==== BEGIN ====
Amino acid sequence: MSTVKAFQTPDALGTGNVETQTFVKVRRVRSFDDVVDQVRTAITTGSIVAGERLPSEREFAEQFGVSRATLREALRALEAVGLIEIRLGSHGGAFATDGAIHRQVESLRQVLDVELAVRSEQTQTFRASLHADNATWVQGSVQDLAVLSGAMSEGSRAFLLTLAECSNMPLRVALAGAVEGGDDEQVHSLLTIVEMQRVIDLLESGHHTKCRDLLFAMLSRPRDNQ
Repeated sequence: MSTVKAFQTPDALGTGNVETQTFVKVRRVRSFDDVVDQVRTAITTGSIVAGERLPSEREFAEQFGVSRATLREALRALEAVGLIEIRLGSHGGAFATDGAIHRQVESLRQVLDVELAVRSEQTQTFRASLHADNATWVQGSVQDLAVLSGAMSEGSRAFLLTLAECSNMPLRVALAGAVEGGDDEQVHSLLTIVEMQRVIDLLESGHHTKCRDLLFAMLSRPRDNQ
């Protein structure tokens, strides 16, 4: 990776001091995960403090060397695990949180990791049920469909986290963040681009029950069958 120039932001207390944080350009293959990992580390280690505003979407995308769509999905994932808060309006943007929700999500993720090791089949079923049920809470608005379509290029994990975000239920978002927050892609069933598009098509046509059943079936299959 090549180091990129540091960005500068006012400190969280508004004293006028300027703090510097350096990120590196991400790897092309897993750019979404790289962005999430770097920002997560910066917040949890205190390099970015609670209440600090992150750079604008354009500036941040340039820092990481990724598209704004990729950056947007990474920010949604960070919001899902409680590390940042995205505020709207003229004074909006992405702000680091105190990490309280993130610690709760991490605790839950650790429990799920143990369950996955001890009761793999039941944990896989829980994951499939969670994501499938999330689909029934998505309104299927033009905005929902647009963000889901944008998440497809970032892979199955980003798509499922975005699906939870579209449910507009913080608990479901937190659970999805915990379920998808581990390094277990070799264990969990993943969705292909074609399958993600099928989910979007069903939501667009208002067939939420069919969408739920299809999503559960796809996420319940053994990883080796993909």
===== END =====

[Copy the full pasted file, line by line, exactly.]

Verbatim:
Amino acid sequence: MSTVKAFQTPDALGTGNVETQTFVKVRRVRSFDDVVDQVRTAITTGSIVAGERLPSEREFAEQFGVSRATLREALRALEAVGLIEIRLGSHGGAFATDGAIHRQVESLRQVLDVELAVRSEQTQTFRASLHADNATWVQGSVQDLAVLSGAMSEGSRAFLLTLAECSNMPLRVALAGAVEGGDDEQVHSLLTIVEMQRVIDLLESGHHTKCRDLLFAMLSRPRDNQ
Repeated sequence: MSTVKAFQTPDALGTGNVETQTFVKVRRVRSFDDVVDQVRTAITTGSIVAGERLPSEREFAEQFGVSRATLREALRALEAVGLIEIRLGSHGGAFATDGAIHRQVESLRQVLDVELAVRSEQTQTFRASLHADNATWVQGSVQDLAVLSGAMSEGSRAFLLTLAECSNMPLRVALAGAVEGGDDEQVHSLLTIVEMQRVIDLLESGHHTKCRDLLFAMLSRPRDNQ
């Protein structure tokens, strides 16, 4: 990776001091995960403090060397695990949180990791049920469909986290963040681009029950069958 120039932001207390944080350009293959990992580390280690505003979407995308769509999905994932808060309006943007929700999500993720090791089949079923049920809470608005379509290029994990975000239920978002927050892609069933598009098509046509059943079936299959 090549180091990129540091960005500068006012400190969280508004004293006028300027703090510097350096990120590196991400790897092309897993750019979404790289962005999430770097920002997560910066917040949890205190390099970015609670209440600090992150750079604008354009500036941040340039820092990481990724598209704004990729950056947007990474920010949604960070919001899902409680590390940042995205505020709207003229004074909006992405702000680091105190990490309280993130610690709760991490605790839950650790429990799920143990369950996955001890009761793999039941944990896989829980994951499939969670994501499938999330689909029934998505309104299927033009905005929902647009963000889901944008998440497809970032892979199955980003798509499922975005699906939870579209449910507009913080608990479901937190659970999805915990379920998808581990390094277990070799264990969990993943969705292909074609399958993600099928989910979007069903939501667009208002067939939420069919969408739920299809999503559960796809996420319940053994990883080796993909």